As predicted by Rural News, New Zealand and the EU have concluded an historic and long awaited free trade agreement – a deal which Prime Minister Jacinda Ardern says will save us $100 million in tariffs in the first year the deal takes effect and a further $10 million in the future.
Meat Industry Association chief executive Sirma Karapeeva says one of the big issues is the severe lockdown in the key Chinese port of Shanghai. She told Rural News that sheepmeat exports to China were down by 46% and beef by 7%. However, she adds that beef exports to Chin still represented the third highest March volume on record.
"The slowdown in meat exports to China was not NZ-specific, as Chinese import data shows that there was a drop in the volume of all meat imports into China in March," Karapeeva explains. "Probably reflecting the impact of the various lockdowns and port disruptions."
She says the increase in exports to markets other than China, including good volumes to Malaysia and Saudi Arabia, demonstrates how agile NZ exporters are. Karapeeva says companies have sound strategies in place to manage different markets depending on the global conditions.
Despite all the difficulties, NZ red meat exports exceeded $3 billion during the first quarter of 2022. Total exports for the quarter totalled $3.1 billion, a 17% increase on the same period in 2021. Exports to most markets increased, apart from China, which dropped 1% to $1.2 billion.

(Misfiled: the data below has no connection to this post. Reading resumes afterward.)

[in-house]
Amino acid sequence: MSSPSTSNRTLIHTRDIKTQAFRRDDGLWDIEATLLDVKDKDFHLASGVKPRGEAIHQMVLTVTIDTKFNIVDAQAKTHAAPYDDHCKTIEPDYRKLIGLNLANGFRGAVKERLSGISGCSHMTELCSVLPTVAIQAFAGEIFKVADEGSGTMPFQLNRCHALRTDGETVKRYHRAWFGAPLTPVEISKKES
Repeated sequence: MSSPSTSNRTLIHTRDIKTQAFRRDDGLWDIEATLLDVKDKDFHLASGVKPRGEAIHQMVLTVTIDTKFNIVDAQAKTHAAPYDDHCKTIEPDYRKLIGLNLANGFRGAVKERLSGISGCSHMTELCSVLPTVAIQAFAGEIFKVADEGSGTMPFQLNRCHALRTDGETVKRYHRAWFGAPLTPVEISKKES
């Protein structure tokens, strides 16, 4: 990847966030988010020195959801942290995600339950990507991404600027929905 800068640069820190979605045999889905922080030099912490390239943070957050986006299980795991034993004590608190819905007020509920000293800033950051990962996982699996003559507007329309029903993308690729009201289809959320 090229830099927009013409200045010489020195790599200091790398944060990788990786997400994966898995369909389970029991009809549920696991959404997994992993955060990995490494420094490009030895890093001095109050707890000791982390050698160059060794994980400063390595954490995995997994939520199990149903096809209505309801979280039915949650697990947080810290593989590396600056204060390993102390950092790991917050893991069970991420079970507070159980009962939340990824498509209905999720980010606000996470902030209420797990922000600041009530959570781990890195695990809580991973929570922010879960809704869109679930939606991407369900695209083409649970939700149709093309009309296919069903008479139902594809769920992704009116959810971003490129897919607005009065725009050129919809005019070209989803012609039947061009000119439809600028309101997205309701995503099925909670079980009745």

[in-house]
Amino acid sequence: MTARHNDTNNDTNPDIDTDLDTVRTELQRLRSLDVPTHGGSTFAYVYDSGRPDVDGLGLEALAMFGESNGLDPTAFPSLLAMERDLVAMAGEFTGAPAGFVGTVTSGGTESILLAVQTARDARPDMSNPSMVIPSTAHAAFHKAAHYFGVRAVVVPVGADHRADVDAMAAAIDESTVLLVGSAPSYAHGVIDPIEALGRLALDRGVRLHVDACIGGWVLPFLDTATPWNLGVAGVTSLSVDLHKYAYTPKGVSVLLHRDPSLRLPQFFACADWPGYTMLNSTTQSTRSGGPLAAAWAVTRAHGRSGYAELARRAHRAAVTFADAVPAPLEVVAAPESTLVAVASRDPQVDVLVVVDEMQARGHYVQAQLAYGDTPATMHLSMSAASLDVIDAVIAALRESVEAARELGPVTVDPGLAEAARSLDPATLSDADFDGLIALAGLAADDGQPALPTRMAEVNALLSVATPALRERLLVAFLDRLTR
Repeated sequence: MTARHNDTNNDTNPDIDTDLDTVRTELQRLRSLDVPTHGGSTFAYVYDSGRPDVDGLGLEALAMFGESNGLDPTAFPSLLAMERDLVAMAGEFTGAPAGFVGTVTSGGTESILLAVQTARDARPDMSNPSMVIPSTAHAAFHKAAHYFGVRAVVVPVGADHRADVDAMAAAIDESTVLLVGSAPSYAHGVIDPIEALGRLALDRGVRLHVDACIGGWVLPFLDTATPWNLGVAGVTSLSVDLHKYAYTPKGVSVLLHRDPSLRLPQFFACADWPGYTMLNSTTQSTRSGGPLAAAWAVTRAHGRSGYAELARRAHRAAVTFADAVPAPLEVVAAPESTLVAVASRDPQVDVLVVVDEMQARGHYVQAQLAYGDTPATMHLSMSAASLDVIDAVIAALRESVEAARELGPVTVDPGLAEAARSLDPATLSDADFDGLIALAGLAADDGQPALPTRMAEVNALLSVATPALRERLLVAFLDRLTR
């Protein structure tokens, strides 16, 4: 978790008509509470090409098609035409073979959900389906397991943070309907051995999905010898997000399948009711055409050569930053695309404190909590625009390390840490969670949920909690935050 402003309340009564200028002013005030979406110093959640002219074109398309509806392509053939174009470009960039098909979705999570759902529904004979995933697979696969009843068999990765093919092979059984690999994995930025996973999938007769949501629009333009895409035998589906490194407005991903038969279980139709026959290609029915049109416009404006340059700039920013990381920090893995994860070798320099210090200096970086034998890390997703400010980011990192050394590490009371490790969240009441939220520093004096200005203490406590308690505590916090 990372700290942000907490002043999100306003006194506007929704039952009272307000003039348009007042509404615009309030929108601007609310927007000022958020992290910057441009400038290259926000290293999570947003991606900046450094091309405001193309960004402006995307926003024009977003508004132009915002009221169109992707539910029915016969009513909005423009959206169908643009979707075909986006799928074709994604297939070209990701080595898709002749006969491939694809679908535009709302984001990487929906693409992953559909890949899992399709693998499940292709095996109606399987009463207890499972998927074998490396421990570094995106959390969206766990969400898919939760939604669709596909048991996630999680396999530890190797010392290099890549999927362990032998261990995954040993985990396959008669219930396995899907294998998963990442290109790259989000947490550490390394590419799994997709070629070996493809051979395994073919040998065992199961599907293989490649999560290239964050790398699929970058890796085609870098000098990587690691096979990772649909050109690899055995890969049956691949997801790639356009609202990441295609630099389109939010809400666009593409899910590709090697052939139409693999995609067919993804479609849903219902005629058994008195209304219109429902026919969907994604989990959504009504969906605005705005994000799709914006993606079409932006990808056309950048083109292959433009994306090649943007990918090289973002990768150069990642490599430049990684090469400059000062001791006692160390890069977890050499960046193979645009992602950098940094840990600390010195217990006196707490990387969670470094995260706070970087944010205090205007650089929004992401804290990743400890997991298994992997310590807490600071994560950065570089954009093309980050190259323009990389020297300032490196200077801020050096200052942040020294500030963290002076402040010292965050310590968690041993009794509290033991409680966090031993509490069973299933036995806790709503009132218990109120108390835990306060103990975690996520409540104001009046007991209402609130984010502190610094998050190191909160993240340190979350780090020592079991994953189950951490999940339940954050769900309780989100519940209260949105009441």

Red meat exports during March were worth $1.15 billion, increase on March 2021. The value of exports to China dropped 17% to $384m during March, but nearly all other major markets saw an increase.
During March, overall meat exports to the US rose 48% to $288m and the sector saw a record monthly volume of sheepmeat exports to the US (4,295 tonnes worth $83.4m). Overall exports to the UK rose by 22% by value ($65m) and by 18% to Japan ($50m). However, chilled sheepmeat exports to the UK fell by 80% year-on-year to 433 tonnes, reflecting the ongoing logistics issues with transporting chilled products.
Meanwhile, Karapeeva says the chronic labour shortages in NZ continue to be a problem with cattle processing down 11% during the first quarter and sheep processing down 16% compared to 2021. However, processing capacity has since improved.
She says processors are also having to ensure they align livestock volumes at plants with their ability to ship products to markets in the face of the widespread ports congestion, container availability issues and vessel delays.